However, members must wait to see if they qualify, which can take hours or days resulting in members engaging an assisted channel to check on status updates. The reason self-service resolution in minutes is not possible is that the servicing team has manual tasks to undertake:

  • Review the application to confirm the member qualifies and the application is complete
  • Notify the member if they don’t qualify and generate an adverse action letter, if required
  • Notify the member if they do qualify and process the transaction in the core
  • Get signatures from co-borrowers if not on the original form
  • Add the skip-a-pay fee, if any, to the next month’s statement
  • Ensure the fee is debited from the member’s account
image -Gartner

Imagine if you could eliminate the manual steps above. Members could self-serve and get an answer immediately – and the back office would not need to manually process the request. This is what self-service dominant strategy looks like. But is this even possible?

Self-Service Resolution Is Within Reach Today

With legacy technology, eliminating human processing is sometimes easier said than done. For example, core processing systems limit self-service options credit unions can offer to their members. Ripping and replacing systems is not always an option. As fintechs mature, more are finding ways to access data stored in legacy cores for display of data and post transactions back to the core. This roundtrip of data opens a world of possibility so credit unions can confidently deploy a self-service strategy that delivers on the lower cost promise. ‍

Here are the four steps you can take today to become self-service dominant:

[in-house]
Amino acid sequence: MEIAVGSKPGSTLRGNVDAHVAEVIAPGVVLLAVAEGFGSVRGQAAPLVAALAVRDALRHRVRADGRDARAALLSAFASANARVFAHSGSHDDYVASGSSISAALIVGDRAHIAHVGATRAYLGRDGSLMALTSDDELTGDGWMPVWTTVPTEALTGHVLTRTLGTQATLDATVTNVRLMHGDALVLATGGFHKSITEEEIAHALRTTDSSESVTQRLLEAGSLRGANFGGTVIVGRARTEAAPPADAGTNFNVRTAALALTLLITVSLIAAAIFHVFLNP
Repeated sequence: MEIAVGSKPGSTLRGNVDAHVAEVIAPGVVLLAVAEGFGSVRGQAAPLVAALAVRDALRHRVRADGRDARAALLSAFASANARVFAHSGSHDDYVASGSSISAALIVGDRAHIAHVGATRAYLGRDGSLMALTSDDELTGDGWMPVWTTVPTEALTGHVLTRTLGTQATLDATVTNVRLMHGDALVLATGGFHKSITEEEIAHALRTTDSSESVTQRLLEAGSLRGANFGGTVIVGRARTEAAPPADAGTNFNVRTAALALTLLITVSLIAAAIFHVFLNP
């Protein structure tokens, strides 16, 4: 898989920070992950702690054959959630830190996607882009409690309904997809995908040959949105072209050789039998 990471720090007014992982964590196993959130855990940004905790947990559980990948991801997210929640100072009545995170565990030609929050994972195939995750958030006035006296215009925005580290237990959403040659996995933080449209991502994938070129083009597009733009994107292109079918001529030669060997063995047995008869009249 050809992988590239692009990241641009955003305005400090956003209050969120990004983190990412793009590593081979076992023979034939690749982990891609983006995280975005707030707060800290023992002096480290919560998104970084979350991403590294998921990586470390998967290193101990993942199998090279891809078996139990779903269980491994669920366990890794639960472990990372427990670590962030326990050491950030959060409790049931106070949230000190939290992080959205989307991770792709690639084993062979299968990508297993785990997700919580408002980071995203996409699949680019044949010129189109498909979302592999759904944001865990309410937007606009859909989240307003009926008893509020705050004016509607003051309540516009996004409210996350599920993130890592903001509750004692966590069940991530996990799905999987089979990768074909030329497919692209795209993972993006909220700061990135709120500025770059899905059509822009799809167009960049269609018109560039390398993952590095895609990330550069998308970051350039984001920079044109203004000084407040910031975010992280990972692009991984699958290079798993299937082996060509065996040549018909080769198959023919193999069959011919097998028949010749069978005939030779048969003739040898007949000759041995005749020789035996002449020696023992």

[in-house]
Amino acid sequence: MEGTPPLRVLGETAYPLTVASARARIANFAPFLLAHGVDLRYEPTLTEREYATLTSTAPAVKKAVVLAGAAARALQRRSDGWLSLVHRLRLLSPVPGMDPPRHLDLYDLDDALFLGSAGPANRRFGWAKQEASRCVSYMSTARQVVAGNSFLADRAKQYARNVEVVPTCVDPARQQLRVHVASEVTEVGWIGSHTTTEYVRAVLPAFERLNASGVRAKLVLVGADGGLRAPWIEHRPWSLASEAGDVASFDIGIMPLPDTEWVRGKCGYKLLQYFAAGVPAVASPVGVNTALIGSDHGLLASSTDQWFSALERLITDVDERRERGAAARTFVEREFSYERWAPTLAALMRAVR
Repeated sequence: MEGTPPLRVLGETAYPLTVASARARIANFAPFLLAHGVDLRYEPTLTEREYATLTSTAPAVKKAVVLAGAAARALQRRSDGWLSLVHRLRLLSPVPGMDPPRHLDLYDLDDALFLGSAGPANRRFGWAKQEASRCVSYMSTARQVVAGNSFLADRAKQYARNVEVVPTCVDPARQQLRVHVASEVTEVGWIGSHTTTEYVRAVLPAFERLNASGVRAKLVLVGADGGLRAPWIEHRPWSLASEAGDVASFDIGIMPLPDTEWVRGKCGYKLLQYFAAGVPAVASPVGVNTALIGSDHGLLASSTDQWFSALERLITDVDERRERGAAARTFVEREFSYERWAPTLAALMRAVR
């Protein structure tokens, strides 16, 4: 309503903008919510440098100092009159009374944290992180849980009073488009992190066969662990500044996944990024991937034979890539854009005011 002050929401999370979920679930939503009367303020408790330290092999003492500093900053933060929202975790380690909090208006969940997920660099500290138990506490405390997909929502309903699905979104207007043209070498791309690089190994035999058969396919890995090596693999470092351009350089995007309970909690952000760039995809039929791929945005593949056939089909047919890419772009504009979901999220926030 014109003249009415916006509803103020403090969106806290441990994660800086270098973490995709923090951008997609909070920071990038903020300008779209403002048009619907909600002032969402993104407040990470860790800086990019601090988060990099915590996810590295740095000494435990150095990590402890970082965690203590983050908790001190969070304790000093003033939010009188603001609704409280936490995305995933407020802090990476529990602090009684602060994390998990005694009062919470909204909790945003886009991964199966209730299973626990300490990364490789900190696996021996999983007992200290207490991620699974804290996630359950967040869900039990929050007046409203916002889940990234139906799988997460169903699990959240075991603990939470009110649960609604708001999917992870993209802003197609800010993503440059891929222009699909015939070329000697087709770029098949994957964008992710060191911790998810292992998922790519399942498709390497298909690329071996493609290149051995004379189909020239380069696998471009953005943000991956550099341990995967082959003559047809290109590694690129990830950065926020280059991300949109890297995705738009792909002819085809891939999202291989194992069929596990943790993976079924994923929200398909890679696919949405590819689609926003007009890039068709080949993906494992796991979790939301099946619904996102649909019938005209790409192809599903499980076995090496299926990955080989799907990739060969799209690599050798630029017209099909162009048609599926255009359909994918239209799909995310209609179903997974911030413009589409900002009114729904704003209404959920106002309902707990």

Identify three top business goals where self-service can make a material financial impact and delight your members. Evaluate your current inbound traffic that involves member service support at any point of the member resolution journey. With originations down in the current marketing, that may include high volume loan servicing or collections tasks.

  • Evaluate fintechs (most likely) or other partners that have out-of-the-box solutions available today. Your core and online banking providers and member experience consultants may have solutions on the roadmap, but they still need to be built, tested, debugged and pushed to production. Identify solutions that deliver on the promise of self-service containment and confirm there are no dead ends in the member resolution journey. Only choose solutions that can interact with your digital banking platform and core system providers (or other data source like a data warehouse).

  • Make sure that the self-service options are easy to find in your digital banking experience or member portal. If they can't find or access self-service, they'll resort to assisted channels to get help. The self-service options should be available in the member's primary menu of options (e.g. online banking dashboard). If that's not possible, make sure your site search bar is prominently displayed and self-service options appear for commonly searched terms related to the issue. You don't have to get rid of your other channels. Just be sure to point those channels to the self-service option.

  • Review planned “self-service” investments. If members can’t resolve their issue in the self-service channel, consider redirecting those dollars to initiatives that do. For current and future self-service investments, track two key metrics:
    • % of members who resolve their issue in the self-service channel using Hotjar or other tool
    • Issue volume reduction on member service representatives

Connect with Constant to learn more.

About Constant

Constant's executives, experienced in managing billions in retail debt, grew frustrated with legacy core system constraints and manual operations. They boldly transitioned loan servicing from manual to digital self-service, reshaping the operations landscape. Constant’s mission is to empower members to self-serve online and help credit unions grow through meaningful interactions with their members.